print "thread executing sql:%s"%(sql)
        cursor = db.cursor()
        print "insert failed"


def init_thread(): 
    backgrounds = []
    for db in connections:
        print "connection: %s"%(db)
        background = threader(db)

    for background in backgrounds:

def main():
        print "failed to initiate threads"

if __name__ == "__main__":
    mysql_host = "localhost" 
    mysql_user = "root" 
    mysql_pass = "password" 
    mysql_port = int(3306)
    mysql_db = "test" 
    threads = int(4) #quantity of execution threads and size of connection pool

    connections = []
    for thread in range(threads):
            connections.append(MySQLdb.connect(host=mysql_host, user=mysql_user, passwd=mysql_pass, db=mysql_db, port=mysql_port))

        except MySQLdb.Error, e:
            print "Error %d: %s"%(e.args[0], e.args[1])
            sys.exit (1)



$> python ./ 
connection: <_mysql.connection open to 'localhost' at 2389850>
thread executing sql:INSERT INTO `test` (`id`,`col_a`,`col_b`,`col_c`) VALUES (NULL,'0','0','0');
connection: <_mysql.connection open to 'localhost' at 240da70>
thread executing sql:INSERT INTO `test` (`id`,`col_a`,`col_b`,`col_c`) VALUES (NULL,'0','0','0');
connection: <_mysql.connection open to 'localhost' at 24c6d70>
thread executing sql:INSERT INTO `test` (`id`,`col_a`,`col_b`,`col_c`) VALUES (NULL,'0','0','0');
connection: <_mysql.connection open to 'localhost' at 23c6290>
thread executing sql:INSERT INTO `test` (`id`,`col_a`,`col_b`,`col_c`) VALUES (NULL,'0','0','0');

* this script has been updated

Easy Python: display LVM details in XML

If you need to work with LVM in your scripts but haven’t found a good method to access details about Logical Volume Groups, here’s a simple Python script that will print the details about any volumes on your system. This could be useful for writing a partition check script for your MySQL data directory (if you’re not using a standard monitoring system like Nagios).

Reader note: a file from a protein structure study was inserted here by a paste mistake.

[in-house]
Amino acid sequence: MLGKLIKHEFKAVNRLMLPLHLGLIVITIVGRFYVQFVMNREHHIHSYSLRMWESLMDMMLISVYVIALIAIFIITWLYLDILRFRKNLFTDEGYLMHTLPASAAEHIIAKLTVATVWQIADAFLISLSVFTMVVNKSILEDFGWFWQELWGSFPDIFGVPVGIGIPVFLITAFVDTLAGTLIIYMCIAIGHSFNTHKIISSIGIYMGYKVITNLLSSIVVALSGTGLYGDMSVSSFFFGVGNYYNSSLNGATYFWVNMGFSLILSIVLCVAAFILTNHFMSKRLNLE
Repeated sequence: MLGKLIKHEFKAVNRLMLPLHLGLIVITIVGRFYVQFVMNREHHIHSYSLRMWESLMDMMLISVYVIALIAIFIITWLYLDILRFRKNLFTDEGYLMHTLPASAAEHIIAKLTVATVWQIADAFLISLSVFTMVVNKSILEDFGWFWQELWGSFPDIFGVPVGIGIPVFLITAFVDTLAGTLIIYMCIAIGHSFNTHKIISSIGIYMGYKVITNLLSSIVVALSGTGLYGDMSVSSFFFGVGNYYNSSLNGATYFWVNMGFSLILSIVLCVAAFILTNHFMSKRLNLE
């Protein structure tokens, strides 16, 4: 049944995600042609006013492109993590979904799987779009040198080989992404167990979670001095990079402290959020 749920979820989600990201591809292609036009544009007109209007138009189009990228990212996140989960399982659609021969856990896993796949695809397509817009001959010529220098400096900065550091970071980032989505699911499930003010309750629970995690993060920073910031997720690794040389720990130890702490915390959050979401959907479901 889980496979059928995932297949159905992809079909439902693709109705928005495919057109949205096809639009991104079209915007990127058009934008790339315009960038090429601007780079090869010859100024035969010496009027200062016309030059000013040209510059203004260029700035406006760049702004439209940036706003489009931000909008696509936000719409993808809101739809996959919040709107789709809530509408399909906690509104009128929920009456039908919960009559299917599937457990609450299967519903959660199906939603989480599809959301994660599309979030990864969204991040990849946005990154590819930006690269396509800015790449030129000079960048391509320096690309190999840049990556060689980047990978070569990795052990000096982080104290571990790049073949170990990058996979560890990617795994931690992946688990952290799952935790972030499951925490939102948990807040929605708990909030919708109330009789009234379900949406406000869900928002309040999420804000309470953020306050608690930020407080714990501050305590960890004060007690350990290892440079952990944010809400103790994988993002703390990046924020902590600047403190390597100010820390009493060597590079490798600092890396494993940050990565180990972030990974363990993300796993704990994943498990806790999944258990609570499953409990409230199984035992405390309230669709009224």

import sys
import os
import commands
import subprocess
import select

def lvm():
    print ""
    LVM_PATH = "/sbin"
    LVM_BIN = os.path.join(LVM_PATH, 'lvm')
    argv = list()

    process = subprocess.Popen(argv, stdout=subprocess.PIPE)
    output = ""
    out = process.stdout.readline()
    output += out
    lines = output.splitlines()
    for line in lines:
        line = line.strip()
        words = line.split(";")

        lvname = words[0].strip()
        vgname = words[1].strip()
        lv_size = int(words[2])
        print '''  
  '''%(lvname, vgname, lv_size)

    print ""


Easy MySQL: how to backup databases to a remote machine

Here’s a simple answer to a simple question. “How do I run a backup of MySQL to another machine without writing to the local server’s filesystem?” – this is especially useful if you are running out of space on the local server and cannot write a temporary file to the filesystem during backups.

Method one – this writes a remote file.
mysqldump [options] [db_name|--all-databases]| gzip -c | ssh "cat > /path/to/new/file.sql.gz"

Method two – this writes directly into a remote mysql server
mysqldump [options] [db_name|--all-databases]| mysql --host=[remote host] –user=root –password=[pass] [db_name]